Cameraphone closeup

Are mobile phone cameras a viable alternative to standalone snappers?

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By  Matthew Wade Published  January 28, 2008

In the last few weeks, the mobile phone cameras available here in the Middle East have finally hit the five megapixel mark - with Sony Ericsson, LG and Nokia leading the way.

This achievement marks a potential turning point, as it means these phones are now comparable to average resolution, standalone digital cameras, at least that is in terms of their quoted maximum resolutions (their other specifications still lag a little way behind).

The truth however is that we're still some time away - we estimate up to a year - from the majority of camera-phones offering five-megapixel cameras.
Instead the current average, as we see it, is cameraphones with two-megapixel models.

As this ‘average' figure is itself on the rise, we chose in this article to test key vendors' 3.2-megapixel cameraphones; our thinking being 3.2 that this will likely be the ‘new 2MP' within months, if not weeks.

The dual aims of our test were these:

To compare how 3.2-megapixel cameraphones compare, quality-wise, to a similarly specified digital camera (in our test, Canon's Digital Ixus 430, set at three-megapixels).

To evaluate how different 3.2-megapixel cameraphones compare against each other - in terms of their image quality and feature sets.

Our approach was:

We decided to take four test images with each 3.2-megapixel cameraphone and the test Canon camera, the thinking being that this group of shots roughly represents the likely usage of a normal cameraphone.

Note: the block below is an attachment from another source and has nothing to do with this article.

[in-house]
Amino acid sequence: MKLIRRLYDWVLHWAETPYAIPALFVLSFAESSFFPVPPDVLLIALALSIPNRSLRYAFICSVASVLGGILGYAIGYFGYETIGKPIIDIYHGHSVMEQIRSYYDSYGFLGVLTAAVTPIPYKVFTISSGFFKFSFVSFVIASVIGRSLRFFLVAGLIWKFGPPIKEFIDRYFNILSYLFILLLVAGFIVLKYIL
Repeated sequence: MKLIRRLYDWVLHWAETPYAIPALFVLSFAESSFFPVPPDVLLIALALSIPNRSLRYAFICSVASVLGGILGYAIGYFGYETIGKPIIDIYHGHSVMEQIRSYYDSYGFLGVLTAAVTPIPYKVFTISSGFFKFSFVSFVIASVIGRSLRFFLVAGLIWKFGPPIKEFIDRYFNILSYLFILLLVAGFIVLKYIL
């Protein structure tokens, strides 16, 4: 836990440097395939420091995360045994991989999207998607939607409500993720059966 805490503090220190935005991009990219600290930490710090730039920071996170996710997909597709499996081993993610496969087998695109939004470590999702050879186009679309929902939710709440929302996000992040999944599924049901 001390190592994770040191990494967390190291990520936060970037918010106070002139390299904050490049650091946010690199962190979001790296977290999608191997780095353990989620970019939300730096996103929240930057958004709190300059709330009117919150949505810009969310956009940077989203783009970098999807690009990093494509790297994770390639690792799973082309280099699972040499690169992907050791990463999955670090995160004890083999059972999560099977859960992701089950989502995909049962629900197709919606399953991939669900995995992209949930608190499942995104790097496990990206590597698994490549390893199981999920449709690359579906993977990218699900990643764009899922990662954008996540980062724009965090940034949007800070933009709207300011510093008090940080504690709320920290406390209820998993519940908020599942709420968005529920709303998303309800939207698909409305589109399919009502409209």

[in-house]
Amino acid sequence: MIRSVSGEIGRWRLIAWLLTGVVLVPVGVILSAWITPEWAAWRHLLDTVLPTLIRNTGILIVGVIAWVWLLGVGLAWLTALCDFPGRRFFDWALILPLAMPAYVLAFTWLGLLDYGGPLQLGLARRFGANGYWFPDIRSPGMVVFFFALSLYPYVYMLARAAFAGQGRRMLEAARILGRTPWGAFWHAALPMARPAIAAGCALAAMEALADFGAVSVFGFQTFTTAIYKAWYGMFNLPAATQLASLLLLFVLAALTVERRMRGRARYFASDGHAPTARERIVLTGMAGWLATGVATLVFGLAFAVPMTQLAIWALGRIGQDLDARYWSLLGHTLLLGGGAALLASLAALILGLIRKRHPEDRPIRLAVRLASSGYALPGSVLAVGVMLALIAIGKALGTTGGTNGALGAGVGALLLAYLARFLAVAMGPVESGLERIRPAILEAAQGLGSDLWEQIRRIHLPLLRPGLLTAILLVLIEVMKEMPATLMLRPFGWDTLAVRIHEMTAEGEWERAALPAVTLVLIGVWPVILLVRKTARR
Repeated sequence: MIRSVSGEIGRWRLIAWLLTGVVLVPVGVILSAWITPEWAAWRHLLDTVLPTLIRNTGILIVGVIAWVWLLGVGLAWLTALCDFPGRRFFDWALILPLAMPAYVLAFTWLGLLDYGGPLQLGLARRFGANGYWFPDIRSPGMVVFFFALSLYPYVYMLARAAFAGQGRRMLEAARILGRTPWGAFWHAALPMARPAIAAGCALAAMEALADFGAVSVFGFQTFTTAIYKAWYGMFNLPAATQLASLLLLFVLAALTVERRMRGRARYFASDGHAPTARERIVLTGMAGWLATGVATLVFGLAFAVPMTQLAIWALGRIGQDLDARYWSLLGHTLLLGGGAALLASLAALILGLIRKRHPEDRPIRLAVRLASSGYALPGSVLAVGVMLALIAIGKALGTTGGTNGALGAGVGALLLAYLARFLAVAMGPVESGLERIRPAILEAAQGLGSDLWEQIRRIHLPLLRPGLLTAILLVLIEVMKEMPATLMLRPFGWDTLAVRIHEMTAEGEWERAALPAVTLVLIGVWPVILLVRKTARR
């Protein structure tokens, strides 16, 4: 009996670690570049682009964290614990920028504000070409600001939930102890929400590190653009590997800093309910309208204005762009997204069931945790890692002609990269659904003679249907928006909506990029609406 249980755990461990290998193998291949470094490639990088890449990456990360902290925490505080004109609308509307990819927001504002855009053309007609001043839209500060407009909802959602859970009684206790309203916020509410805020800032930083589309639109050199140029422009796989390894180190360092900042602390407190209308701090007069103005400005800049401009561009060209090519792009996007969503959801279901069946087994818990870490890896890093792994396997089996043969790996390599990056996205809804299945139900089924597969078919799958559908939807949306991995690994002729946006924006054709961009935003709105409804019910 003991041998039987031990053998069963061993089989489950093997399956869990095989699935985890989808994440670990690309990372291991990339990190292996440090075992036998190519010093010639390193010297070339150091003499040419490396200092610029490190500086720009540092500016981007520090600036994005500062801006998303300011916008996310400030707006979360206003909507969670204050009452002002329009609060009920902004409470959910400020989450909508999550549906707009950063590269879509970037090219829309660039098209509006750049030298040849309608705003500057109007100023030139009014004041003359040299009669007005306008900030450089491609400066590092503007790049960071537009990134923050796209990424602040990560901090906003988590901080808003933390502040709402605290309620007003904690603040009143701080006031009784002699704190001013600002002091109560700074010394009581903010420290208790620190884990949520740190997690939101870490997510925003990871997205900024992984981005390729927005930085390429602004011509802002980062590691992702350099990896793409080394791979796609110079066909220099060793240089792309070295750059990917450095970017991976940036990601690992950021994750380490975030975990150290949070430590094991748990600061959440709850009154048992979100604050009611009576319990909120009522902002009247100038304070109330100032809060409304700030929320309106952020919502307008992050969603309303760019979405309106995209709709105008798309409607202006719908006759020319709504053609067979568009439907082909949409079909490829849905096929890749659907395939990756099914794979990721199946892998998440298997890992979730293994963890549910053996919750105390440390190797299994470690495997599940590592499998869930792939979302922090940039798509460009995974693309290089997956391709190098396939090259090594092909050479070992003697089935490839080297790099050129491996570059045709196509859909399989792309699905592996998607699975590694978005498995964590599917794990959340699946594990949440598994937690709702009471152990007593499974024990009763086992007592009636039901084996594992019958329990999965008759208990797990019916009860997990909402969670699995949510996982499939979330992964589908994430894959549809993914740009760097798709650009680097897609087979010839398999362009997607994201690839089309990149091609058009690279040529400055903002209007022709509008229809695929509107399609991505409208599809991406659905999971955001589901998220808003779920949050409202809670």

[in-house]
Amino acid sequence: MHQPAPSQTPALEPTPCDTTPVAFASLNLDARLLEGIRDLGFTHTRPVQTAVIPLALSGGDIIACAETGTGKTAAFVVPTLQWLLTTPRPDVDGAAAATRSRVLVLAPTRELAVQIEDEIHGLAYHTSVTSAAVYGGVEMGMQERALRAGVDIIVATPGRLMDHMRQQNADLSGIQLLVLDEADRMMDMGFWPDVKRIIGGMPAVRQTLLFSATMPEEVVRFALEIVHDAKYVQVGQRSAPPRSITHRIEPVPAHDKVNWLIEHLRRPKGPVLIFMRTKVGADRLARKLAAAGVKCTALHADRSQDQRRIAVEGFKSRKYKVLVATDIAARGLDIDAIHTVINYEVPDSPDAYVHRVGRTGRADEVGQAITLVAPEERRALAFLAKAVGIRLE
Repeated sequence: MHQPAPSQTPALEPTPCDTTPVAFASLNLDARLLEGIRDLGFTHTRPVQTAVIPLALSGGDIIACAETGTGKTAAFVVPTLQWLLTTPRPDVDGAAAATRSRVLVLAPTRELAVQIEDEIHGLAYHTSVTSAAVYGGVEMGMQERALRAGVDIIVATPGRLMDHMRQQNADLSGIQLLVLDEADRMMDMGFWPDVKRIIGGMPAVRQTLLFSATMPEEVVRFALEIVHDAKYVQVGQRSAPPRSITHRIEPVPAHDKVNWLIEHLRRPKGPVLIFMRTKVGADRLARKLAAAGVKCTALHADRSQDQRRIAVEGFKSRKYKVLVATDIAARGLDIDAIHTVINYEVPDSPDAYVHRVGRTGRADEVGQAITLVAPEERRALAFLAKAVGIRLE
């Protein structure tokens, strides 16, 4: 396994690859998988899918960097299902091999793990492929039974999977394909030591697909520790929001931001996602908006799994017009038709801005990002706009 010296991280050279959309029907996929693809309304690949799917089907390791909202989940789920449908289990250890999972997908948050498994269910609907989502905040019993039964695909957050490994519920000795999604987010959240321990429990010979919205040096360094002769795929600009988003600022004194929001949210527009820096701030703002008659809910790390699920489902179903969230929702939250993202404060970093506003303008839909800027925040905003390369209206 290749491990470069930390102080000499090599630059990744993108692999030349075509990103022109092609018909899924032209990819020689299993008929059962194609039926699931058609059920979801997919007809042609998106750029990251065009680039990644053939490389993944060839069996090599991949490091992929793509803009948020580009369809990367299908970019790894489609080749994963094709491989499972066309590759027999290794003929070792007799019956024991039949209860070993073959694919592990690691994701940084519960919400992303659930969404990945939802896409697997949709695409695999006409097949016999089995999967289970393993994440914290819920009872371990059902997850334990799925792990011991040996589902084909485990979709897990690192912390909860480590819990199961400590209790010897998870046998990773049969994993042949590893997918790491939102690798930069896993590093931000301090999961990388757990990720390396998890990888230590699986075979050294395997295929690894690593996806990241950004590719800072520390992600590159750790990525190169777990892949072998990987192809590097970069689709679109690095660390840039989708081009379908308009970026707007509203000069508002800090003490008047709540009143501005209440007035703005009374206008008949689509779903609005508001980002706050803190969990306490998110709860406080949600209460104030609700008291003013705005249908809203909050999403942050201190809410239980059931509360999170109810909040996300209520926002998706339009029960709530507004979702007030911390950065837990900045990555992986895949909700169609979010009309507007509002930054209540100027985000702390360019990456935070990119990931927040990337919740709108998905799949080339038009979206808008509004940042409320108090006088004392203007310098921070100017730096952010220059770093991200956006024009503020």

Shot 1 A ‘macro' close-up (of a flower), in daylight, using applicable camera settings.

Shot 2 A portrait person shot, in light home conditions, using default (or 'quick') settings.

Shot 3 A ‘landscape' shot (of a tower), taken in bright daylight conditions, using applicable camera settings.

Shot 4 A portrait person shot taken inside, in low-light conditions, using applicable camera settings.

We used 3.2-megapixel camera phones from three phone vendors: the Sony Ericsson Cyber-shot K770, Nokia's XpressMusic 5610 and the Samsung SGH-U700. (Motorola declined to send a cameraphone for our test, whilst LG does not currently offer a 3.2-megapixel model.)

Next we compare these cameras' respective camera functions and features...

Test image 1: macro close-up


As expected, the Canon Ixus' shot is the most well defined colour-wise and its leaf edges are ultra crisp. Of the cameraphones, the Nokia's shot is the crispest and its resolution appears easily the finest, followed by the Sony Ericsson and then the rather lackluster Samsung. The Samsung's shot also appears a little over-yellow. Best cameraphone for sunny outside close-ups then? The Nokia.

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